news:11**********************@l12g2000cwl.googlegr oups.com...
Kimmo Laine wrote:

Never heard of array_remove, I wonder what it does. Could it be it's not
actually removing anything? Why not just:
unset($tempPost[$key]);
>
oh sorry I forgot to include the function:
>
if (!function_exists('array_remove')) { // FUTURISTIC: IN CASE AN
"array_remove" PHP FUNCTION IS MADE PART OF CORE IN THE FUTURE
/**
* Remove a specific element from the array. If not found return the
array as-is
*
* @access public
* @param array $array (reference)
* @param mixed $element
*/
function array_remove(&$array, $element) {
if ($element && @in_array($element, $array))
unset($array[array_search($element, $array)]);
}
}

Still, why not just unset the element right away. Now you're risking of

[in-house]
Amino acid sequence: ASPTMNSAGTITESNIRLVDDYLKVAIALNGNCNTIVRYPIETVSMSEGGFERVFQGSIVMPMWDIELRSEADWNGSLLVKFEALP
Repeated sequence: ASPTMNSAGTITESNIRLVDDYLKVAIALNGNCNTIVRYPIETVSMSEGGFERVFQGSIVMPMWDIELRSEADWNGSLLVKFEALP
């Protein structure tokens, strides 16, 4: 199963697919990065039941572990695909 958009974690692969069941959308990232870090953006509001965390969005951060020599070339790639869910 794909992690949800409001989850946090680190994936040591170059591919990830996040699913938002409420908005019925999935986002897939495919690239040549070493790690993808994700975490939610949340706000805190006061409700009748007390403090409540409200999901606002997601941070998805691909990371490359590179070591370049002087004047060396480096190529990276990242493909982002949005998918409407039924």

removing the wrong element when you remove something by the value, not key.
Imagine a case like this:
$foo = array('0','0','0','0','0');


Then I would use array_remove_element_at() instead:

if (!function_exists('array_remove_element_at')) { // FUTURISTIC: MODEL
AFTER JAVA Vector.removeElementAt(index)
/**
* Function modeled after {@link
http://java.sun.com/j2se/1.4.2/docs/...eElementAt(int)
java.util.Vector.removeElementAt((integer)index)}
*
* Unlike Java, in PHP you will remove element at array index and
return it
*
* @access public
* @param array $array (reference)
* @param mixed $key
* @return mixed $element
*/
function array_remove_element_at(&$array, $key = '') {
if (is_numeric($key) || (!is_numeric($key) && $array[$key])) {
if (is_numeric($key)) {
$element = $array[$key];
unset($array[$key]);
$array = @array_values($array); // RE-ORDER ENUMERATIVE ARRAY
} elseif (!is_numeric($key) && $array[$key]) {
$element = $array[$key];
unset($array[$key]);
}
}
return $element;
}
}

Phil

If you tell me to remove the element that has the value '0', how am I gonna
know which element it is, if there are five zeros? Instead, if you tellme
to remove the fourth element, I have no trouble telling which element you